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Winter at Death's Hotel

Cover of Winter at Death's Hotel

Winter at Death's Hotel

A Novel
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"A fast-paced and exciting read."—Telegraph & Argus (UK)

New York, January 1896. Arthur Conan Doyle, the renowned created of Sherlock Holmes, arrives with his wife Louisa at the Britannic Hotel in New York for his first American tour. While Arthur prepares his lectures, Louisa becomes entranced by the vibrant, dangerous metropolis brimming with debauchery and iniquity around every corner. When a woman's mutilated corpse turns up in a Bowery alley, Louisa recognizes the victim as someone she's seen in the hotel. Obsessed with the woman's gruesome death, Louisa starts piecing together clues to reveal a story of murder and depravity—a story that leads back to the hotel itself and a madman who is watching her every move.

From Fifth Avenue's glitzy opulence to the smoky boy's club of the New York Express and the Tombs of Lower Manhattan, Winter at Death's Hotel is an electrifying tale of a society caught in the throes of a story transformation and one woman determined to redeem it at whatever cost.

Praise for Winter at Death's Hotel

"Louisa is a fascinating creation...Conan Doyle's wife is a clever choice as the novel's central character, embodying the fears and aspirations of women of the period, and the ingenious plot does not diminish the horrors she has to confront."—Sunday Times (UK)

"A well-realized mystery that shows promise for future books in the series."—Sunday Business Post (UK)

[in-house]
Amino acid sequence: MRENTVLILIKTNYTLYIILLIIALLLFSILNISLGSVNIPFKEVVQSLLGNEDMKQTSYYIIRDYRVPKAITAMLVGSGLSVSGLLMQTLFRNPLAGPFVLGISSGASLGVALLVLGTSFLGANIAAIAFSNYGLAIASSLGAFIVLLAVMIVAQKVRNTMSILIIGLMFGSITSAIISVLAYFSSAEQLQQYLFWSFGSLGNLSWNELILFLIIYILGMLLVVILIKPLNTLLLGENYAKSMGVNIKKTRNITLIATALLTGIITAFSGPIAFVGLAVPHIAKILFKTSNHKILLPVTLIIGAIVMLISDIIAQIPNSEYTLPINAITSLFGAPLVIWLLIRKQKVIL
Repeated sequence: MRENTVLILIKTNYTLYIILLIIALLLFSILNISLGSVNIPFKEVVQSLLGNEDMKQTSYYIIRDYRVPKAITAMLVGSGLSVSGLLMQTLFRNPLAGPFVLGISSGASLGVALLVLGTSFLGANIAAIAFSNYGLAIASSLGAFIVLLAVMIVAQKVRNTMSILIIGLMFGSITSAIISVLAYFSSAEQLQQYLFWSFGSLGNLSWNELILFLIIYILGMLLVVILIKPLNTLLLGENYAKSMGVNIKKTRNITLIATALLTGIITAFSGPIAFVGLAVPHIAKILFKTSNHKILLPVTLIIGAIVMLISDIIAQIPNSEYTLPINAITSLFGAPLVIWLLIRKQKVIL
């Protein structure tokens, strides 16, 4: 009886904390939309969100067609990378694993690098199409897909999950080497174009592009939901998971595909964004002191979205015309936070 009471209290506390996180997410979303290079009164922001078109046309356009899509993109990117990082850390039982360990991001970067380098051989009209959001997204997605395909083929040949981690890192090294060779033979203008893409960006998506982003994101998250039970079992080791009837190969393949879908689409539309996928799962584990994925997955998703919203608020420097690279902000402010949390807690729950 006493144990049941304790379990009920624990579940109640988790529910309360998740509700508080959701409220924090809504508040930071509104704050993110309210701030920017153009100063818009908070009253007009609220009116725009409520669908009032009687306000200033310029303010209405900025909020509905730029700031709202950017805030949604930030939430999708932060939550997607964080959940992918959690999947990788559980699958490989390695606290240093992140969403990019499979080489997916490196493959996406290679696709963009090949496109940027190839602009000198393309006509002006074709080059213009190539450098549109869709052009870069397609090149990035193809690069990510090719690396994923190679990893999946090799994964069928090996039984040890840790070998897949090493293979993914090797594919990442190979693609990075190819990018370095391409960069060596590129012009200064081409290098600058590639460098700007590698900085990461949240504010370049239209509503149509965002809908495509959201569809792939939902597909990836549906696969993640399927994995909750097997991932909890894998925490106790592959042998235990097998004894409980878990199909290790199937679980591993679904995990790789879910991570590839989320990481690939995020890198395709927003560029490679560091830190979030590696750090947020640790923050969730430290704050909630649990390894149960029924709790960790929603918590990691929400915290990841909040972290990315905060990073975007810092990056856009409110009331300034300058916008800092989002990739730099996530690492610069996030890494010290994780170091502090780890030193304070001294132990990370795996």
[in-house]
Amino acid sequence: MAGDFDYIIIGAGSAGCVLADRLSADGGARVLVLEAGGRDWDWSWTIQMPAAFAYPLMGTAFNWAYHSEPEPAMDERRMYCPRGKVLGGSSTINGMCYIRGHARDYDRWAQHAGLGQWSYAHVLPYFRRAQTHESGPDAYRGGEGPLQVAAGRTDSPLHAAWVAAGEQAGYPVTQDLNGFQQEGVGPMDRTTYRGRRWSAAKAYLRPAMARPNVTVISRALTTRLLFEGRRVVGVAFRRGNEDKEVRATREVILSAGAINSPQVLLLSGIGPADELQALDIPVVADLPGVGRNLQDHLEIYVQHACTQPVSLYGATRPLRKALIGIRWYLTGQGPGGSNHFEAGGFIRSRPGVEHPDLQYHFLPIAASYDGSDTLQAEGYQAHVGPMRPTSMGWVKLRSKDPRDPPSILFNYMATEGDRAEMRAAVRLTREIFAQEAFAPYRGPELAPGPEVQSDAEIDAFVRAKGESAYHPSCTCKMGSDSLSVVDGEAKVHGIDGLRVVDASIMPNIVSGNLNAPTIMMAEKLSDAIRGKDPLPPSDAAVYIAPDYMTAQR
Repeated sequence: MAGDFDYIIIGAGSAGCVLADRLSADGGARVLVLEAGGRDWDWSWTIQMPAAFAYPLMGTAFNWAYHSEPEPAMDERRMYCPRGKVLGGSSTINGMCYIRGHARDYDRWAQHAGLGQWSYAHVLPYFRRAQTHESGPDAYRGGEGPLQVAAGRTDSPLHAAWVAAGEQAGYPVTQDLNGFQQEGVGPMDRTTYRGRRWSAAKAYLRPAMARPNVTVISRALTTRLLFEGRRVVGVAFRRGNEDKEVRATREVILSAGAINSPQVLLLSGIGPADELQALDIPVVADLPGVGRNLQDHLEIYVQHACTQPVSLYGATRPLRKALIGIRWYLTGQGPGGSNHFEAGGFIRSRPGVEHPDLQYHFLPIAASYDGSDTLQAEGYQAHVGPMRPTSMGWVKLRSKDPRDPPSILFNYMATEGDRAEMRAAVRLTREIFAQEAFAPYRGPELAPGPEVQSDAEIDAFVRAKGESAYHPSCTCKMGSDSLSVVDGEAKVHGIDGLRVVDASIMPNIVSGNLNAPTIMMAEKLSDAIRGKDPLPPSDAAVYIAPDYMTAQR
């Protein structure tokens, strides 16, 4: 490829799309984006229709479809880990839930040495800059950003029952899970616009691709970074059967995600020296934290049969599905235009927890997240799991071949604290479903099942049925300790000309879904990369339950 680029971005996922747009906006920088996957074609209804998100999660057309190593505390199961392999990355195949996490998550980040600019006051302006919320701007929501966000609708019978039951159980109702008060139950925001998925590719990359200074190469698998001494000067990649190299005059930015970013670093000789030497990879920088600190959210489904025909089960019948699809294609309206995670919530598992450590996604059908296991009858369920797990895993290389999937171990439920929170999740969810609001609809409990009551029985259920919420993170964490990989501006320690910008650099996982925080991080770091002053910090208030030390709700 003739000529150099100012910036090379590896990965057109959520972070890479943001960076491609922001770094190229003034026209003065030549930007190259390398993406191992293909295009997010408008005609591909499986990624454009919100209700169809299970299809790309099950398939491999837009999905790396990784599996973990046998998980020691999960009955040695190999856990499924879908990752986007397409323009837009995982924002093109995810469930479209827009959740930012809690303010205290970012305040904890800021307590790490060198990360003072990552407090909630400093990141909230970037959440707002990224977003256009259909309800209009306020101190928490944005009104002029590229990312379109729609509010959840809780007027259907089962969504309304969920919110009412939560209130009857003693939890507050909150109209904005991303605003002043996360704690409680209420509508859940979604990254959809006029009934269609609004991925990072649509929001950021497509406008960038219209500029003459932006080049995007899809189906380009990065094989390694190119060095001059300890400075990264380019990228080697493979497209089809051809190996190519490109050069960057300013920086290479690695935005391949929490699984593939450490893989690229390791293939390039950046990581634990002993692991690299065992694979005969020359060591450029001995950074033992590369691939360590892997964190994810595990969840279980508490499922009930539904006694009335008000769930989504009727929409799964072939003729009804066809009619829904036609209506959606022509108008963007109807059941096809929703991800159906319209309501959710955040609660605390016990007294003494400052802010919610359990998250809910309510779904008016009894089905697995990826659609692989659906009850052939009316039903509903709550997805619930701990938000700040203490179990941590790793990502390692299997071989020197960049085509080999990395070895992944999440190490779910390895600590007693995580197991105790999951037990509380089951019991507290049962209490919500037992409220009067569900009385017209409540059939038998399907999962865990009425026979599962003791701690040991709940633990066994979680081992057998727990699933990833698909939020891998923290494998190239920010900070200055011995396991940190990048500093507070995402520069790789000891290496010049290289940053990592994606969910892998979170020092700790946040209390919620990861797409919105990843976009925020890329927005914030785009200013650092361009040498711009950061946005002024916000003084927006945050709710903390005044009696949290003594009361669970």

"A fast-paced and exciting read."—Telegraph & Argus (UK)

New York, January 1896. Arthur Conan Doyle, the renowned created of Sherlock Holmes, arrives with his wife Louisa at the Britannic Hotel in New York for his first American tour. While Arthur prepares his lectures, Louisa becomes entranced by the vibrant, dangerous metropolis brimming with debauchery and iniquity around every corner. When a woman's mutilated corpse turns up in a Bowery alley, Louisa recognizes the victim as someone she's seen in the hotel. Obsessed with the woman's gruesome death, Louisa starts piecing together clues to reveal a story of murder and depravity—a story that leads back to the hotel itself and a madman who is watching her every move.

From Fifth Avenue's glitzy opulence to the smoky boy's club of the New York Express and the Tombs of Lower Manhattan, Winter at Death's Hotel is an electrifying tale of a society caught in the throes of a story transformation and one woman determined to redeem it at whatever cost.

Praise for Winter at Death's Hotel

"Louisa is a fascinating creation...Conan Doyle's wife is a clever choice as the novel's central character, embodying the fears and aspirations of women of the period, and the ingenious plot does not diminish the horrors she has to confront."—Sunday Times (UK)

"A well-realized mystery that shows promise for future books in the series."—Sunday Business Post (UK)

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    Chapter 1

    New York City, January 1896

    The New Britannic was one of New York's smaller and finer hotels-the city's finest, in fact, it would have insisted, although people who judged by flash and size would have said otherwise. The very best service and tone, the hotel management asserted-service and tone and taste. Good taste, of course, the best taste, matched by hotels like the Criterion in London, as the service and tone were perhaps matched by Brown's.